• Terminal 2: Approximately 30 VAC when the brake release switch is pressed
  • Terminal 3 and 7: See the preceding section.
  • Terminal 5: Approximately 30 VAC when BOTH the brake release AND the clockwise (CW) switch are pressed.
  • Terminal 6: Approximately 30 VAC when BOTH the brake release AND the counter-clockwise (CCW) switch are pressed.

Any significant differences (more than a few volts) in these voltages indicate an internal transformer or switch problem. If you have a brake-release delay circuit in the control box (it keeps the brake disengaged for five seconds after the motor is turned off so the antennas can coast to a stop before reengaging the brake), it might not be working or have a stuck or open relay. Fix those first.

Resistance Checks

With your control cable disconnected, now is the time to do some resistance checks through the cable and the rotator on the tower. Except for the direction indicator pot, the motor and solenoid resistances are quite low: 5Ω or less. Start by calibrating your multimeter to accurately measure these low resistances. Many meters have a ZERO or CAL function to subtract the value of test lead resistance from a measurement. If you don’t have that function, short the test leads and record that resistance to subtract it from your measurements.

Switch your meter to a low-resistance scale (100Ω full-scale is a typical low range). With all wires disconnected, make each of the measurements in the following table, using the list of color codes you recorded earlier.

Resistance Checks
Read Between TerminalsCircuitResistance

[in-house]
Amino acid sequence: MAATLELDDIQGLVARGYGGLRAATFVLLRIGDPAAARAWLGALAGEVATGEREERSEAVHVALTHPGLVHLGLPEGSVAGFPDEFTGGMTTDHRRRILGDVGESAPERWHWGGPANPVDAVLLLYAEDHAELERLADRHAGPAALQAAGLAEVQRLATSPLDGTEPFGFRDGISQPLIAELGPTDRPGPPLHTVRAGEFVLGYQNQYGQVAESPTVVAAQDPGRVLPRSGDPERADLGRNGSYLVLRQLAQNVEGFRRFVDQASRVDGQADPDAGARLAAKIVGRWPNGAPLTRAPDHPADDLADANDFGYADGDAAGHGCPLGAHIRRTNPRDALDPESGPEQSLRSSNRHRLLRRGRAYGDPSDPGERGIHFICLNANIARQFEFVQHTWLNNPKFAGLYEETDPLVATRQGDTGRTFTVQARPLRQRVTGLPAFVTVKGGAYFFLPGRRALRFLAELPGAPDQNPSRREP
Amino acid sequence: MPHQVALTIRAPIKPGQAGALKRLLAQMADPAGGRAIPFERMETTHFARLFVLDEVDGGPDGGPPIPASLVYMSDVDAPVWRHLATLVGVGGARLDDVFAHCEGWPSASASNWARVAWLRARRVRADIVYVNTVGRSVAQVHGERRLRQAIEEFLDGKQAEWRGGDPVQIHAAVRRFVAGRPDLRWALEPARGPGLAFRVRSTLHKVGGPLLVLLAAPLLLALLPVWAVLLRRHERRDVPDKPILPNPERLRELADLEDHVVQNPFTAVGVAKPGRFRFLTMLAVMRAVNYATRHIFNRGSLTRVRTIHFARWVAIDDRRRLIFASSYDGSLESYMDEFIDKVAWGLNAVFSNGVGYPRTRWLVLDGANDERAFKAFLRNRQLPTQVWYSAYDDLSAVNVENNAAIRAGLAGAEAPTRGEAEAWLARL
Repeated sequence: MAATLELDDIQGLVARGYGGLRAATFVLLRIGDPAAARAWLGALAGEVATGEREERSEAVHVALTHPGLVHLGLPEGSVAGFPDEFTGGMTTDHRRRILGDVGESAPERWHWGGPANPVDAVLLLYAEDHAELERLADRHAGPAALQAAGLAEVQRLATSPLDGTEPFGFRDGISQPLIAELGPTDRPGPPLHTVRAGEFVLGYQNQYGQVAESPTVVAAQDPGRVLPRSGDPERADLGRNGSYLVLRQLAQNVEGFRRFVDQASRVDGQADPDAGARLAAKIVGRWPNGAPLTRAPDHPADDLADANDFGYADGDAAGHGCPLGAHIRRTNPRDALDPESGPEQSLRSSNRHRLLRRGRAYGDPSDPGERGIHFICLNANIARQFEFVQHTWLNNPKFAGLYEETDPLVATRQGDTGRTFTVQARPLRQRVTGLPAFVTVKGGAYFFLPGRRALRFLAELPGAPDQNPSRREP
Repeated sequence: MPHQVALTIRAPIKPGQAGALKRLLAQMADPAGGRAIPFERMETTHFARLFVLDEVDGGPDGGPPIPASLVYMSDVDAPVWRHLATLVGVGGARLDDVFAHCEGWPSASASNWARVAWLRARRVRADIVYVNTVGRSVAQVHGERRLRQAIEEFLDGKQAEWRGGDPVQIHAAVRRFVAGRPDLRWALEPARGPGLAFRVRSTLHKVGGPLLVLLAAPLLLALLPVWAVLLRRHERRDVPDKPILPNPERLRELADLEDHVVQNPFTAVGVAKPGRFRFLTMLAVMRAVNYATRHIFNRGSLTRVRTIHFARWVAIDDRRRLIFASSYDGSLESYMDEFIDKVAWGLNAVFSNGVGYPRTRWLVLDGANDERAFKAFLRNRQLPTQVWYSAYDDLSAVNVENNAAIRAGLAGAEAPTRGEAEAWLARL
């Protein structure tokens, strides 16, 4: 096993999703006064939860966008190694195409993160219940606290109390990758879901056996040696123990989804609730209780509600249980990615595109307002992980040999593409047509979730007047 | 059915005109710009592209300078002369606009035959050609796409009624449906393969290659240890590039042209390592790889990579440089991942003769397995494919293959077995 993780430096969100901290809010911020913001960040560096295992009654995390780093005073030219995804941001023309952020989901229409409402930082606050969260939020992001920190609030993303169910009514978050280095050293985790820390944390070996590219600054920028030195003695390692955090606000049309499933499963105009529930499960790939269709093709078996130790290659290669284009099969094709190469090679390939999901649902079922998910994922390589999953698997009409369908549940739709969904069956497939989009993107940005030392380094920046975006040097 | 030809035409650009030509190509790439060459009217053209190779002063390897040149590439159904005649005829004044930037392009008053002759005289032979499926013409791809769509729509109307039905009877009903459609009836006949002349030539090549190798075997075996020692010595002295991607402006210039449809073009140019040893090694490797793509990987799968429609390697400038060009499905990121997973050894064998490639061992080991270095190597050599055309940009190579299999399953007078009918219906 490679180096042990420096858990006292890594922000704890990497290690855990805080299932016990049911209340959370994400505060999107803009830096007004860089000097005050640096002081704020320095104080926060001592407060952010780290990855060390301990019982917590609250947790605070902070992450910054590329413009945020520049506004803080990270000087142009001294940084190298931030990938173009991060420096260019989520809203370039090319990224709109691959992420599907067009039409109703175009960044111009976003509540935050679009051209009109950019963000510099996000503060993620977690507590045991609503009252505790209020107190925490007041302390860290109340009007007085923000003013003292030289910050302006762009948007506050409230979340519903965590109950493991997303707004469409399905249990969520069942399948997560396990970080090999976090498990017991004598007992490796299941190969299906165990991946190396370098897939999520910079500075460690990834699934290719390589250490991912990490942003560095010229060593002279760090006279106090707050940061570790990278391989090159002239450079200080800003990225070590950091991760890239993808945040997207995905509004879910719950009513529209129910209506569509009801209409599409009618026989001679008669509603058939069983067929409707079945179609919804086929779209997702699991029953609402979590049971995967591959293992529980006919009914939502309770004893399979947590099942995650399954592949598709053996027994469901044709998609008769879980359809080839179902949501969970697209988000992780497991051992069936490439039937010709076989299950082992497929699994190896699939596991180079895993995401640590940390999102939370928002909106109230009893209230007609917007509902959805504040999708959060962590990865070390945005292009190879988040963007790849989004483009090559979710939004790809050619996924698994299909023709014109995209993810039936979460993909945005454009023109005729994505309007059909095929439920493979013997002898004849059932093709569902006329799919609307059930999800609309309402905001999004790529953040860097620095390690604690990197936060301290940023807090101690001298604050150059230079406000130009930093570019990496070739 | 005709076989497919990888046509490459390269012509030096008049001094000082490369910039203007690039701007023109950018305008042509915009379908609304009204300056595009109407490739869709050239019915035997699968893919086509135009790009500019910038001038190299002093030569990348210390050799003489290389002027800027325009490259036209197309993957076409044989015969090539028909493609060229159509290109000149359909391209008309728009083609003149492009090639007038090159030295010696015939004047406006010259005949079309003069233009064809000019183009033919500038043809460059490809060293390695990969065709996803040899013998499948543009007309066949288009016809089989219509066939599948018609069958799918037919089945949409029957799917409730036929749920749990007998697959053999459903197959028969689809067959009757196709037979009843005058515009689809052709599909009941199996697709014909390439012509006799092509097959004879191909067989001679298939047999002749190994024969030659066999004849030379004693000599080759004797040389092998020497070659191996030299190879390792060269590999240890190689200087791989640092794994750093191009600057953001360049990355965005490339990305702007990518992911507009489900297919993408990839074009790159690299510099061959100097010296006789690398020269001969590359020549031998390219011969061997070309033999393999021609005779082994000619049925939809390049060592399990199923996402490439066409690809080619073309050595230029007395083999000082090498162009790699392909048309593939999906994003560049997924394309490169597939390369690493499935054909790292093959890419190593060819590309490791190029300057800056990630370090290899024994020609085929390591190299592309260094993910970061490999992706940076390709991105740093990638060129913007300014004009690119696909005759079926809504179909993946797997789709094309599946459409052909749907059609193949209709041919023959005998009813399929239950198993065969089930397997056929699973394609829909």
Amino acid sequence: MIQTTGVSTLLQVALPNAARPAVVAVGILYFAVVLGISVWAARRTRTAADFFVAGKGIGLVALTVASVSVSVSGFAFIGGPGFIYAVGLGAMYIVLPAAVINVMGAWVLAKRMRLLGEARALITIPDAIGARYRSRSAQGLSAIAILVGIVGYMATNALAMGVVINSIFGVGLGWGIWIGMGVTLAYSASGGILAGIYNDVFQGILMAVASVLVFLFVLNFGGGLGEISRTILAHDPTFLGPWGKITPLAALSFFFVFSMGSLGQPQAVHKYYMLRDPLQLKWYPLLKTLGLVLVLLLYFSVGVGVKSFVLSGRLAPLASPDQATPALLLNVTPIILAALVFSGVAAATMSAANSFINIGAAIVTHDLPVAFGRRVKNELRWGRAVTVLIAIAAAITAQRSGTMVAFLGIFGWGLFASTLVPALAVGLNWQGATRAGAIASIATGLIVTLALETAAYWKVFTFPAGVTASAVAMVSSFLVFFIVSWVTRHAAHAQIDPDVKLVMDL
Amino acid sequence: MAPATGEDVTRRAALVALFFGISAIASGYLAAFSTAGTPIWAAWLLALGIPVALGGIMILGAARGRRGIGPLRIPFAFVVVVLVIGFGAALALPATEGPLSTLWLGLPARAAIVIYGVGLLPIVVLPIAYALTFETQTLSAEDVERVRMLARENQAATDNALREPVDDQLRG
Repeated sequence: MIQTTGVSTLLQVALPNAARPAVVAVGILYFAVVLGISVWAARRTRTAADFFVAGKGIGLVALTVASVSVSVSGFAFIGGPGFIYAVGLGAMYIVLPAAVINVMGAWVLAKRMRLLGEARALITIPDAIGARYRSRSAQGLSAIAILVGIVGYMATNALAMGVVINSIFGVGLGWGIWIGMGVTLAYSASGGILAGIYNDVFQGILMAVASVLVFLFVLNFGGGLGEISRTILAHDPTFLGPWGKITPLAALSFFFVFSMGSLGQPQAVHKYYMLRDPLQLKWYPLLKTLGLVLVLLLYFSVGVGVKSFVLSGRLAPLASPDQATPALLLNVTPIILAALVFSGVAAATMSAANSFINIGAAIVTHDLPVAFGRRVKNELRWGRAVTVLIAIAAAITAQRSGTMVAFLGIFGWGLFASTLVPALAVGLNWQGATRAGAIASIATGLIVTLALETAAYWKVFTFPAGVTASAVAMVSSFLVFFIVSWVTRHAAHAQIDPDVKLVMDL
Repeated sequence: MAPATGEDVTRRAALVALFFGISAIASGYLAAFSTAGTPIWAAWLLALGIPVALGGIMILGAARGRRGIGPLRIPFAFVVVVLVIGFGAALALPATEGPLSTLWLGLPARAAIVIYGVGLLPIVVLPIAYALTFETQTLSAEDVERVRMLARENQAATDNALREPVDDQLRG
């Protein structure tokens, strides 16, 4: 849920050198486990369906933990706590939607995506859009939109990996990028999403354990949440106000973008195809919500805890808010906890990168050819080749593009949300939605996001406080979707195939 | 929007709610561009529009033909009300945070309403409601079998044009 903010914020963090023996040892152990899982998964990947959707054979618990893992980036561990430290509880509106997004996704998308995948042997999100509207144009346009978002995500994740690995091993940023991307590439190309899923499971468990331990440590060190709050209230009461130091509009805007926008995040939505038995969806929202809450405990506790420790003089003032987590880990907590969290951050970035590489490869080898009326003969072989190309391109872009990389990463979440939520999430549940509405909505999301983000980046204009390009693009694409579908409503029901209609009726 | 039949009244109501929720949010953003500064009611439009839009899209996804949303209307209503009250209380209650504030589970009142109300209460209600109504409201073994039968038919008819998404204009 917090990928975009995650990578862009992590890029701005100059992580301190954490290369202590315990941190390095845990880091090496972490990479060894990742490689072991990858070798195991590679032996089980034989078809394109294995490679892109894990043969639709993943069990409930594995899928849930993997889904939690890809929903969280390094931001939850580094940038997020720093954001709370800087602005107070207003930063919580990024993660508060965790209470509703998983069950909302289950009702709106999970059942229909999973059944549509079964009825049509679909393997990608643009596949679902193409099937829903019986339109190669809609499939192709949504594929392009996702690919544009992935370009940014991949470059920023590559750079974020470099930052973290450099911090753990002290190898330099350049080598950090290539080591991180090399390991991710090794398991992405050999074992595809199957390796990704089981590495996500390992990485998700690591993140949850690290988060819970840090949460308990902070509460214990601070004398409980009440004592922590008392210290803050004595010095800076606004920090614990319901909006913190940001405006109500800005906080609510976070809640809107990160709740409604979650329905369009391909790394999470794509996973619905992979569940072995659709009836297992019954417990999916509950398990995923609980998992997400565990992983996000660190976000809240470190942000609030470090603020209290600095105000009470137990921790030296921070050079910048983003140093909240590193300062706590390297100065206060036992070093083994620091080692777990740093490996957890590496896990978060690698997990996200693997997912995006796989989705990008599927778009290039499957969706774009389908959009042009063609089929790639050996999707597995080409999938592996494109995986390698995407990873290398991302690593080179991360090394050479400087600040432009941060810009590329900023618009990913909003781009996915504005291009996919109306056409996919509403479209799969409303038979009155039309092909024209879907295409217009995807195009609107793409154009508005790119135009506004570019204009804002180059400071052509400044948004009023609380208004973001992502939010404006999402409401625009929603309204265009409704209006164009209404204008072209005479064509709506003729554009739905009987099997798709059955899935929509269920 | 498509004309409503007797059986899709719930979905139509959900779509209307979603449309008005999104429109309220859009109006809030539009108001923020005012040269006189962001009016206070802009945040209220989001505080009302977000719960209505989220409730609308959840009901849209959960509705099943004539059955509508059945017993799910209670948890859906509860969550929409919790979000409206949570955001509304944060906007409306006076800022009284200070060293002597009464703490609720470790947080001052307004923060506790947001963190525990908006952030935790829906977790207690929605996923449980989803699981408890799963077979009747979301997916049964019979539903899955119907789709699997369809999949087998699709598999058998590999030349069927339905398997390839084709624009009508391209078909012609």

1-2Brake solenoid0.75Ω+ cable or leads
1-81/2 Motor winding2.5Ω + cable or leads
1-41/2 Motor winding2.5Ω + cable or leads
1-61/2 Motor + left limit switch2.5Ω + cable or leads
1-51/2 Motor + right limit switch2.5Ω + cable or leads
8-4Entire motor5 W + cable or leads
8-5Right limit switch0Ω + cable or leads
4-6Left limit switch0Ω + cable or leads
3-7Entire pot element500Ω
3-1Pot wiper to element end 10-to-500Ω
7-1Pot wiper to element end 20-to-500Ω
Note: readings 3-1 and 7-1 should add to 3-7 reading Note: include test lead resistance if not calibrated out

Problems with resistance checks usually show up as open or short circuits. Most cable and wiring faults are open circuits. A control cable that’s been cut or damaged may have multiple open and short circuits. 

Indicator Problems

Start with the direction indicator pot. You should measure 500Ω between the wires previously connected to terminals 3 and 7. This is the pot element and doesn’t change with direction. Measure between terminals 1 and 3 and then between 1 and 7. The sum of those two measurements should equal the measurement between 3 and 7. If the rotator is all the way to one end of travel, one of those measurements will be a very low number and the other approximately equal to the measurement between 3 and 7.